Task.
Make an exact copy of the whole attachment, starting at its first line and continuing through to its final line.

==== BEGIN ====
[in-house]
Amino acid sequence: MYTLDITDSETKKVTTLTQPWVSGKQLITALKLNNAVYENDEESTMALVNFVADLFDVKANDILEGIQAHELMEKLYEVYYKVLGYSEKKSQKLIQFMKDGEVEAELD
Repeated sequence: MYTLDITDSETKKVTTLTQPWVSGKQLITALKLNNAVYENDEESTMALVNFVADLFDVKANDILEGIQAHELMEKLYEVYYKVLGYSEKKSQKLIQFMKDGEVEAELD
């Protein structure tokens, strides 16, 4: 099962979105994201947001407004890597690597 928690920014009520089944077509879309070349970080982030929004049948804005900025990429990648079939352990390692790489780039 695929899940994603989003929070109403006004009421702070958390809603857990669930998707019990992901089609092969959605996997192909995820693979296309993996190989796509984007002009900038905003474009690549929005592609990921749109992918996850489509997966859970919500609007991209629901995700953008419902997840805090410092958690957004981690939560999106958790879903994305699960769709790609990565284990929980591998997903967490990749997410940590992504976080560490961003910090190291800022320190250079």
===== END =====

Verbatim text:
[in-house]
Amino acid sequence: MYTLDITDSETKKVTTLTQPWVSGKQLITALKLNNAVYENDEESTMALVNFVADLFDVKANDILEGIQAHELMEKLYEVYYKVLGYSEKKSQKLIQFMKDGEVEAELD
Repeated sequence: MYTLDITDSETKKVTTLTQPWVSGKQLITALKLNNAVYENDEESTMALVNFVADLFDVKANDILEGIQAHELMEKLYEVYYKVLGYSEKKSQKLIQFMKDGEVEAELD
């Protein structure tokens, strides 16, 4: 099962979105994201947001407004890597690597 928690920014009520089944077509879309070349970080982030929004049948804005900025990429990648079939352990390692790489780039 695929899940994603989003929070109403006004009421702070958390809603857990669930998707019990992901089609092969959605996997192909995820693979296309993996190989796509984007002009900038905003474009690549929005592609990921749109992918996850489509997966859970919500609007991209629901995700953008419902997840805090410092958690957004981690939560999106958790879903994305699960769709790609990565284990929980591998997903967490990749997410940590992504976080560490961003910090190291800022320190250079």